Campaigners must develop focussed, well informed arguments based around planning policy if they are to save Cardiff’s historical buildings from redevelopment, and the city’s shopping streets from the “onward march of the supermarkets”, a public meeting on saving the city’s architectural heritage was told last night.
The meeting, at Cathays Community Centre, was called by community arts group Made In Roath following news that AG Meek, a 100-year-old family shoe business on Albany Road, is facing demolition because developers want to build a new convenience store and three flats on the site.
Around 20 people attended last night’s meeting to discuss what could be done to protect buildings people feel are important to Cardiff’s architectural heritage, with the vice-chair of Cardiff Civic Society Peter Cox saying people will have to get to grips with “all the things we find so boring” if campaigns are to be successful.
He warned that it was not enough to object to planning applications simply on the grounds of “supermarkets are bad” – instead, campaigners must do their homework when it comes to planning issues. He said:
“The only thing you can do with a planning application is to fight it on the grounds of planning. You have got to do a lot of work.
“Look at the planning application before the council and look at what the planning grounds are [for an objection]. Is there a tree preservation area, is it inappropriate use, is it in a conservation area? Even with a petition, you have got to petition on those grounds.”
Speaking after the meeting, Mr Cox warned that while petitions can have “huge value”, they must be focused.
“If it’s an old building, then saying it’s a building we love and value, that’s a good planning argument,” he said. “But just saying Tesco are horrible, do not build on our road – although it might help people express their anger, it does not help the case to forward those objections to the planning committee.”
Mr Cox also spoke about how the first problem the city faced when trying to protect its architectural, social and cultural heritage was a “lack of civic involvement”. He said:
“There’s disengagement in civic life, between people and what’s being planned for them. It’s extremely difficult to see how civic involvement is actually going to affect anything. It has become more and more easy to simply disengage – to say I can’t have any effect, therefore I won’t have any effect.”
Mr Cox said people needed to keep an eye on planning applications going into the council, keep in contact with their ward councillors, and join organisations like the Civic Society in order to know what is going on in their community – before it’s too late.
“At the end of the day the only answer to disengagement is engagement,” he said.
Other speakers at the meeting included Susan Elsmore, from the TesNo campaign in Pontcanna, which campaigned against a Tesco being brought to the former Ballatynes store on Cathedral Road.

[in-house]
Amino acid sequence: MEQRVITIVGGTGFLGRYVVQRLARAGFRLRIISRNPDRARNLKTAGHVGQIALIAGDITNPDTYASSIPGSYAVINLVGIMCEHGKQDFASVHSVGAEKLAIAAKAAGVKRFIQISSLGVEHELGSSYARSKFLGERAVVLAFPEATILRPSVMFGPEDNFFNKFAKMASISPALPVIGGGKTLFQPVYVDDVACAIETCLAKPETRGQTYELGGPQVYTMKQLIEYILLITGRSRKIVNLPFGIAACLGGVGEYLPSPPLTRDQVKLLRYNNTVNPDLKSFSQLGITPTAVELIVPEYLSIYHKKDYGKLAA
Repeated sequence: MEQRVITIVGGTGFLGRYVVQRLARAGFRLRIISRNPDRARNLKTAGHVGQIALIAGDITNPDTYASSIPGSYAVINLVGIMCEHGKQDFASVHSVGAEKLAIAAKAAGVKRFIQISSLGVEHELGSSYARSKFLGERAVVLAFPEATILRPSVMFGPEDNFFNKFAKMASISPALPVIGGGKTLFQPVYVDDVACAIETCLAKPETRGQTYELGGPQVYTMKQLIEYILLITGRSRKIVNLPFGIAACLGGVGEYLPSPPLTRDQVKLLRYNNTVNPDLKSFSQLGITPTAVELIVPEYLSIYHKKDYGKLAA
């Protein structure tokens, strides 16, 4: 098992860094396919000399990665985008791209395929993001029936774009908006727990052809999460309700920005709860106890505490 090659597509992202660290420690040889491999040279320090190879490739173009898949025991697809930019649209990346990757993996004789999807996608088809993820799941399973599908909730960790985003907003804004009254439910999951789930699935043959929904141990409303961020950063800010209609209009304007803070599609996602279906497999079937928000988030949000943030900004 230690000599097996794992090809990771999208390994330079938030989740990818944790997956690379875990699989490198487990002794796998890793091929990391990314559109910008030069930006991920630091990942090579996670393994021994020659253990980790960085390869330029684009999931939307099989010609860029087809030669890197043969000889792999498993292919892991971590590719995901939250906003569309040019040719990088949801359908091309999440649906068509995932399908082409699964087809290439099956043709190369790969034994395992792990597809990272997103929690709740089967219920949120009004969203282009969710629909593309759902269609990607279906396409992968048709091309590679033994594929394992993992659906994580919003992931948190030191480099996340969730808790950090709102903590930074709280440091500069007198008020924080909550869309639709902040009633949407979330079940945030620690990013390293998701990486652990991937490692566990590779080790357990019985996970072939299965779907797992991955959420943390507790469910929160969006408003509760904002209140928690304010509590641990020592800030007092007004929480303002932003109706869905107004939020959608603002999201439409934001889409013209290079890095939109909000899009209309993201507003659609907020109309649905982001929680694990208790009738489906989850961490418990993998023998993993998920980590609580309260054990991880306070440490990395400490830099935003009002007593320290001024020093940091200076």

She said she believed petitions were a good way of showing the level of support for a particular campaign, but added there were other important ways of getting the word out, and agreed it was important to get clued up on planning issues. She said:
“Community organisation is key. What was going on in Pontcanna really brought people together in a way no issues do. You’ve got to form a committee, garner intelligence. Then it’s about support.
“I think one of the things that was very useful in Pontcanna was a petition. We had hundreds and hundreds of signatures.”
“We held a public meeting, you have got to get some money in for things like making photocopies. But there there’s a lot you can do in terms of electronic media at relatively little cost – set up a campaign webiste, and social media.”
“You have to know your enemy and be prepared to fight for your community. Spread the word and share the burden.”
Fellow speaker Kevin Morgan talked about urban supermarket expansion – arguing that many of the supermarket giants were shifting their focus from “big box” stores to smaller convenience properties.
He said: “I think the answer is in community food systems. It’s not enough to object to a system – we have to help people to re-engage with an alternative system.”
Laura Howe, from thinkARK also spoke on empty shop projects, and how they can be used to bring vibrancy and focus back to empty premises, helping them to find new tenants again.
She called on the council to do more to help these type of projects.
What do you think of the ideas discussed at the public meeting? What more could be done to preserve Cardiff’s architectural herirtage? Let us know in the comments below.